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  • Writer's pictureJulie Fitz-Gerald


The Social Media Hamster Wheel

What I’m doing today is enough. We rarely – if ever – give ourselves permission to say this phrase, let alone actually feel it. With intense competition entering every crevice of our lives from parenting to work to our limited free time, we can easily begin running on overdrive, lacking any real sense of accomplishment. As soon as we achieve a goal, a new Facebook post will appear, gloriously showcasing an acquaintance who has just raised the bar even higher. At what point do we jump off the hamster wheel and tell ourselves that what we’re doing is enough? When do we give ourselves a break?

I’m not saying that we shouldn’t do our best and push our boundaries; we should. But with the explosion of social media networks, our desire to compete with each other in every facet of life has skyrocketed. Suddenly a good old ham sandwich in our child’s lunch is just plain pathetic when stacked up against his friend’s gourmet sandwich cut into cute little shapes with love notes tucked into his lunchbox. Why do we feel the need to overachieve in every area of our lives, right down to the tiniest details? It’s simply unsustainable and not realistic. We are driving ourselves into anxiety-filled days trying to make every detail Pinterest-perfect to prove that we are really exceptional people.

It’s virtually impossible not to fall into this trap at some point. I certainly do on occasion and I have a few more gray hairs for doing so. It’s important to remind ourselves that we don’t have to be a participant in this infinite race to continually raise the bar. The amount of love that I have for my children is not represented by how elaborate their lunches are; it’s represented by the time we spend together and the way we comfort and encourage one another. The type of parent that I am is not characterized by the number of goals they score in hockey; it’s shown through the way they rush to help a friend who’s hurt and crying. The caliber of person that I am is not dictated by how many achievements I’ve racked up, but by how I treat people and my willingness to give back to others without any expectations.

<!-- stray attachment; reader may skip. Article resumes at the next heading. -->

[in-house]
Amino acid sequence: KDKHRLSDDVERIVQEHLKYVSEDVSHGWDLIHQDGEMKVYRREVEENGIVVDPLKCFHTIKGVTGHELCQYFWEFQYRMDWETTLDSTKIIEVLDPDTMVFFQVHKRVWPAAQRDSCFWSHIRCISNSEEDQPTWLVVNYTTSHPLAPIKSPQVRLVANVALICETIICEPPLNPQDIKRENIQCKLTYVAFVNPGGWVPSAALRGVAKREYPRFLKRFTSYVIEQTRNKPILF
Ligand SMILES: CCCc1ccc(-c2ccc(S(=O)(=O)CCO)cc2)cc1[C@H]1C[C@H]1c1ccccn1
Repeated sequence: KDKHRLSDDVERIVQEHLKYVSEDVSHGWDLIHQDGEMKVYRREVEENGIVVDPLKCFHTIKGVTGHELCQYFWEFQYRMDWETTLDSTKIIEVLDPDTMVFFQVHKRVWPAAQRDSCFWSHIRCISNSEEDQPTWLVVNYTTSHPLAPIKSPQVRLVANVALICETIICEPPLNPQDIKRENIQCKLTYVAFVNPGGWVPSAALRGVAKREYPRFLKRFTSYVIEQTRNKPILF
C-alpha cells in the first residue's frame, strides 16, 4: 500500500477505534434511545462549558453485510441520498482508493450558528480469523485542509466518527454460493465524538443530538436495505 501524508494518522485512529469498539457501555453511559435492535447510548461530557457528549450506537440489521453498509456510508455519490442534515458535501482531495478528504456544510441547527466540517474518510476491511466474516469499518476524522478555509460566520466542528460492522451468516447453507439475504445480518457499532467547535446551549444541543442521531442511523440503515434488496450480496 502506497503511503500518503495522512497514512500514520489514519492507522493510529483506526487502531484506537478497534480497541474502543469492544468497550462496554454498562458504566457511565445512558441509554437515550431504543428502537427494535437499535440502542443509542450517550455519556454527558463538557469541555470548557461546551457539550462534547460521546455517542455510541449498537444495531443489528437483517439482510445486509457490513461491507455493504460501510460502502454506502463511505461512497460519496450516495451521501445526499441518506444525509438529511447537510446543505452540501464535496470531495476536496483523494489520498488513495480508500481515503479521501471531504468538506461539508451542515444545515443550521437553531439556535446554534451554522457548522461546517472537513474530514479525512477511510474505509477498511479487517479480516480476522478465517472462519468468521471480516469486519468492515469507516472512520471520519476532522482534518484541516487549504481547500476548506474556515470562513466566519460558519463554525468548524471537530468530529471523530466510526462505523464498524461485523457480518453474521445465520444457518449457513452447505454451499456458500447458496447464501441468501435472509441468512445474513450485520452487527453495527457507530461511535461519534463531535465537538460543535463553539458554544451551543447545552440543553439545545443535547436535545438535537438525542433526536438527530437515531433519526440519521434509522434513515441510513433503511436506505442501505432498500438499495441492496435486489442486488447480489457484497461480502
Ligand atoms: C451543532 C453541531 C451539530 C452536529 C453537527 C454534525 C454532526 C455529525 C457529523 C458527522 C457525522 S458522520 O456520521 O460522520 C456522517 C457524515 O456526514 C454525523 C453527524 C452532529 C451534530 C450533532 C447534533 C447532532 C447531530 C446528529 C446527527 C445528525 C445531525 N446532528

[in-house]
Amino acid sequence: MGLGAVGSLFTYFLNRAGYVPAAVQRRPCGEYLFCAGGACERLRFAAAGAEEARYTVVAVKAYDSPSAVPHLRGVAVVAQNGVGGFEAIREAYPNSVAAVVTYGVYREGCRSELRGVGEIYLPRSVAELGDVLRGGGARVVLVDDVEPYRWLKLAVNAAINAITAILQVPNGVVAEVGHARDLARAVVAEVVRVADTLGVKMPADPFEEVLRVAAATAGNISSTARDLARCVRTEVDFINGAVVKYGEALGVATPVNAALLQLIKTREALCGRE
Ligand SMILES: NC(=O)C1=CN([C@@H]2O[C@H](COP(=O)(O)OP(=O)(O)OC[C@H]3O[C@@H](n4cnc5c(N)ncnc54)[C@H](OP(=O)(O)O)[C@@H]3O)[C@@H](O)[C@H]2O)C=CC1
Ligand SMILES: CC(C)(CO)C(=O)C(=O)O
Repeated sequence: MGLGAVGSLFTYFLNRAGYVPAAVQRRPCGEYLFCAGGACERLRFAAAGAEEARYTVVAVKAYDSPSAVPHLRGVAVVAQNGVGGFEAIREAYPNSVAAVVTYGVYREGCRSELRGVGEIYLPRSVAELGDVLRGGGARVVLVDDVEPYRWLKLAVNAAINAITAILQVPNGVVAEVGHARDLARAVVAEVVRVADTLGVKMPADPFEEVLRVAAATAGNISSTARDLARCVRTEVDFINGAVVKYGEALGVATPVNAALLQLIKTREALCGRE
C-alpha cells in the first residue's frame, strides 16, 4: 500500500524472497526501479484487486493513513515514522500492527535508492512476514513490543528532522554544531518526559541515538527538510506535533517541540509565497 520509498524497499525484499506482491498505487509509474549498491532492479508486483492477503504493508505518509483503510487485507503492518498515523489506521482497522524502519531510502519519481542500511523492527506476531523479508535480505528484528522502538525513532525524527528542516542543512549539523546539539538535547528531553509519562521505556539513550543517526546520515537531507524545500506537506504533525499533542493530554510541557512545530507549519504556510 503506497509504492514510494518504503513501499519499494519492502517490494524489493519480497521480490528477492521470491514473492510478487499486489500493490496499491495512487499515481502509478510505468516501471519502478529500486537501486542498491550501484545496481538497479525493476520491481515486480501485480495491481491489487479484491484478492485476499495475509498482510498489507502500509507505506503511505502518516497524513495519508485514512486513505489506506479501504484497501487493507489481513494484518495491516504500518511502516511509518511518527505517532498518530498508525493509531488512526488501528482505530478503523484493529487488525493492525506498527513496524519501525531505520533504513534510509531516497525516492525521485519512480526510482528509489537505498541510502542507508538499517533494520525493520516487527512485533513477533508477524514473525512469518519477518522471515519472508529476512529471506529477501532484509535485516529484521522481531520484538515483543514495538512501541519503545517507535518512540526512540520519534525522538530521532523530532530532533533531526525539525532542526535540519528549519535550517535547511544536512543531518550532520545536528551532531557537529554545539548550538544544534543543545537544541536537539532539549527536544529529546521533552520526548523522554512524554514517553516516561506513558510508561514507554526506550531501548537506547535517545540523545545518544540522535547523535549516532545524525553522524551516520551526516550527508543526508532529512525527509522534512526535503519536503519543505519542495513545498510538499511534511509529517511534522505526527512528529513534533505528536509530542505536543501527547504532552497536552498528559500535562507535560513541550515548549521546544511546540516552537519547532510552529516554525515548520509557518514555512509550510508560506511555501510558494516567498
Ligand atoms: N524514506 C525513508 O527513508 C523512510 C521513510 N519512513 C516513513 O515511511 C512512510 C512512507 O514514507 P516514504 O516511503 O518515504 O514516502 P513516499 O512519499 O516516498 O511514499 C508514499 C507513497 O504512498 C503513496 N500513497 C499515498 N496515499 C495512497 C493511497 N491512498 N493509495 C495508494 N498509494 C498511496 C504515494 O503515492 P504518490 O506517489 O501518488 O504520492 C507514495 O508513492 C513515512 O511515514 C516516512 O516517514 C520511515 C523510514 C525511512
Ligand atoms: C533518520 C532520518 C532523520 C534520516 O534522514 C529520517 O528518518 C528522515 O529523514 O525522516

Seeking validation through social media needs to stop; otherwise we will lose ourselves in a distorted reality. Guess what? Everyone has bad days. Everyone has days where they feel the tasks at hand are just too great. Sometimes we are simply trying to get through the day. And that’s okay. It’s called “being human.” I think it’s time we give ourselves a break and acknowledge that what we do today is enough.



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